Biography of Beckford, William (English patron, writer, collector, and amateur architect, 1760-1844)
|Name||Beckford, William (English patron, writer, collector, and amateur architect, 1760-1844)|
English patron, collector and writer. He was the only son of Alderman William Beckford, MP (1709–70). Orphaned at the age of nine, he inherited a fabulous fortune derived from his family’s Jamaican plantations. He was a precocious child, brought up in a puritanical atmosphere only relieved, after 1775, by the appointment of Alexander Cozens as his drawing-master. An ardent Orientalist, Beckford studied Arabic from 1778 until his departure in June 1780 on the Grand Tour.In 1781 Beckford returned to England, where he celebrated his majority with a spectacular party; he followed this with scandalous Christmas festivities in a setting devised by the theatrical painter Philippe Jacques de Loutherbourg and embarked on a princely career of collecting and patronage by commissioning silver from John Schofield and the partnership of Daniel Smith and Robert Sharp. In early 1782 he wrote his celebrated Gothic Orientalist romance, Vathek (pubd 1786). His descriptions in it of tombs and ruins have been thought to reflect his familiarity with the fantastic landscapes of Piranesi’s etchings, such as the Carceri d’invenzione. From May to November 1782 he travelled in Europe with a magnificent retinue that included Alexander Cozens’s son, John Robert Cozens; on his return he wrote Dreams, Waking Thoughts and Incidents (1783), based on his travels.In 1783 Beckford married Lady Margaret Gordon. They travelled to Switzerland and Paris, where he began his great book collection by buying at the Duc de La Vallière’s sale; much of his subsequent collecting was carried out in revolutionary France. On his return to England in 1784, he became an MP and was considered for a peerage, but an accusation brought against him of gross indecency with his young cousin William Courtenay blighted his prospects and forced him to leave the country for Switzerland. From then on, he spent long periods of time abroad. In 1787 he travelled to Portugal, which he considered his spiritual home. He considered building a house in Sintra; at the same time he corresponded with John Soane and James Wyatt over improvements to Fonthill Splendens, Wilts, his father’s Palladian mansion. Wyatt supervised the building of a high wall, six miles long, to encircle the home park; in 1794 he was converting a garden building into a ‘ruined convent’ and planning the erection of a tower, over 50 m high. The correspondence makes clear that until 1797, when he decided to demolish it, Beckford intended Fonthill Splendens to be his principal residence. His growing enthusiasm for the convent, however, which, by November 1796, had been renamed Fonthill Abbey (destr.), made him resolve to live in it, although it was not fit for habitation until 1812.The degree of collaboration between Wyatt and Beckford, who as a child had received rudimentary tuition in architecture from William Chambers, is debatable: it seems probable that Wyatt, already an accomplished Gothicist, chose the style, while Beckford must be given credit both for architectural details, some of which were borrowed from the Portuguese monastery of Batalha, and the theatrical and grandiose qualities of the building and its interior. As a home it was disastrous in practice, but as the fulfilment of a dream and a manifestation of the sublime, it has never been surpassed. The tower eventually stood 84 m high, the hall was 36.6 m high and each wing measured 7.6×120 m.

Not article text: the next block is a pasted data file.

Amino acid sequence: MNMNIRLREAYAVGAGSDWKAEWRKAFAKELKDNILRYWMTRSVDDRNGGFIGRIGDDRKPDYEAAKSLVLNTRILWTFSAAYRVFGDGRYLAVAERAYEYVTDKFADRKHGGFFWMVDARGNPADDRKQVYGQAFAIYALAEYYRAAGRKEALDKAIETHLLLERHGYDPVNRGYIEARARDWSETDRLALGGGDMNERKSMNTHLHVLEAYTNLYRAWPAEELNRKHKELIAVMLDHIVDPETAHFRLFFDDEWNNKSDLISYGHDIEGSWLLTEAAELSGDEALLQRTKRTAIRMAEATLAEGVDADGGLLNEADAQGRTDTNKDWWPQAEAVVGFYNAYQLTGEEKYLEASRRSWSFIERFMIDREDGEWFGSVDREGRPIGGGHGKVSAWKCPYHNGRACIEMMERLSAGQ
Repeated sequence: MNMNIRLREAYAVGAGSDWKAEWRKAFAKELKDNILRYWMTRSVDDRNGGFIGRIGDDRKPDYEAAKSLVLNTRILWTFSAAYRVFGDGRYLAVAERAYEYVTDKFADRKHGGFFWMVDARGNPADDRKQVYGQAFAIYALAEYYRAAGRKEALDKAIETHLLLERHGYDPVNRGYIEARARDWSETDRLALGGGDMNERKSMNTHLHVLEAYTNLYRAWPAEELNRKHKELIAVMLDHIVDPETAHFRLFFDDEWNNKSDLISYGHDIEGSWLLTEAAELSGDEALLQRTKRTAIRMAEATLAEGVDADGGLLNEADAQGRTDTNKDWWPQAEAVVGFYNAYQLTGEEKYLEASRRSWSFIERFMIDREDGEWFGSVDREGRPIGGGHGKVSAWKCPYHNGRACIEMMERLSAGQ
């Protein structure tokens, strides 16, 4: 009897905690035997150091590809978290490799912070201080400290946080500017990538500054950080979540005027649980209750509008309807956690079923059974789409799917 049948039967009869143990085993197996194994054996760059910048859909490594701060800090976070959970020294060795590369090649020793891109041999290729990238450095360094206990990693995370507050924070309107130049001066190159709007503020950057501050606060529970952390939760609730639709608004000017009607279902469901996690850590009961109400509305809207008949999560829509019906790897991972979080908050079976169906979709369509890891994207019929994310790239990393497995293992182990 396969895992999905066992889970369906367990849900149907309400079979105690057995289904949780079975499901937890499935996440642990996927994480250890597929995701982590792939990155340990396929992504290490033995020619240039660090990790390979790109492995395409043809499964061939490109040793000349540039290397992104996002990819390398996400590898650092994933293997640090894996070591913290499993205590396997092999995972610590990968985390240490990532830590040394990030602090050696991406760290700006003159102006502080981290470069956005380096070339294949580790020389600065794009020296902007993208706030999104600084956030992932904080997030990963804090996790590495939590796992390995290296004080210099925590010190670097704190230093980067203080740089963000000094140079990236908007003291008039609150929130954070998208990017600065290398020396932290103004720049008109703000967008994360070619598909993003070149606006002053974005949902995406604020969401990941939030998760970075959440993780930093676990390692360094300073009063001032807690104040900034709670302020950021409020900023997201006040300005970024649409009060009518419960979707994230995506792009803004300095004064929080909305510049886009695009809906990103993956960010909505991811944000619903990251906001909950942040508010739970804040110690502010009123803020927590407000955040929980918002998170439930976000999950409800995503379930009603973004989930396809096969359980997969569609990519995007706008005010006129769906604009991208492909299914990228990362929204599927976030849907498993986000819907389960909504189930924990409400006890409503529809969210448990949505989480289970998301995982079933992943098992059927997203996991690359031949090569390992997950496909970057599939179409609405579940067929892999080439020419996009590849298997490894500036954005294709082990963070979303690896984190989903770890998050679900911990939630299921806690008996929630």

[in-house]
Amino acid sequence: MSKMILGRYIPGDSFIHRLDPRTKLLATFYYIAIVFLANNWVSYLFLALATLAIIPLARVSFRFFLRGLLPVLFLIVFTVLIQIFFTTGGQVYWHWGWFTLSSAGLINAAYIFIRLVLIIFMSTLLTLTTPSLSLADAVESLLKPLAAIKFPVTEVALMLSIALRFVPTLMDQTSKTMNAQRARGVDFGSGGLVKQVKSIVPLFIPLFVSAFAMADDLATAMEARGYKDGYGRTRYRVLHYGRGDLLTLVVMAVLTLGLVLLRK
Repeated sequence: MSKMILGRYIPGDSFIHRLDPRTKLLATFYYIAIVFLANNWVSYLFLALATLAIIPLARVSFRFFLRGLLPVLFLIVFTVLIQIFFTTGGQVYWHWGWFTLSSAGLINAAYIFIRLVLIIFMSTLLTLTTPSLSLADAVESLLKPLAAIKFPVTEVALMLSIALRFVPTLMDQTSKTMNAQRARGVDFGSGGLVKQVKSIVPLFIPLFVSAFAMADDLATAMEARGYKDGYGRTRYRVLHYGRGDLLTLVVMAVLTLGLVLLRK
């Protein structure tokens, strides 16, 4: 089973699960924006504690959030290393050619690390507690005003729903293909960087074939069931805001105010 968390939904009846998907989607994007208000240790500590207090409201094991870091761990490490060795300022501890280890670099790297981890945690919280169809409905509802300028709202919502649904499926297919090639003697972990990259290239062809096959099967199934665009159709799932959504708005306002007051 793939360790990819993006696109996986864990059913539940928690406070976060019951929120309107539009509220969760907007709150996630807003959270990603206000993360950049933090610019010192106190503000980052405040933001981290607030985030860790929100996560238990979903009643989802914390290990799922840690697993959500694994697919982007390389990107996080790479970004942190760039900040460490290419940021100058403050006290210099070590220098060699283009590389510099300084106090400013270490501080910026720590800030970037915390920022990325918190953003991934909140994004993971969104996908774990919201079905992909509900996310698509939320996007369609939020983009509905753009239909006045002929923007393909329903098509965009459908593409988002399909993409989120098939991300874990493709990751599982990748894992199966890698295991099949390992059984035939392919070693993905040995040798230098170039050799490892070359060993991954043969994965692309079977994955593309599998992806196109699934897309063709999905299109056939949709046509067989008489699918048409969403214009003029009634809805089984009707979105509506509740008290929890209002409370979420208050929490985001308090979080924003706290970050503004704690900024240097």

Turner, J. ‘Beckford, William’ The Dictionary of Art (London, 1996) Volume, p.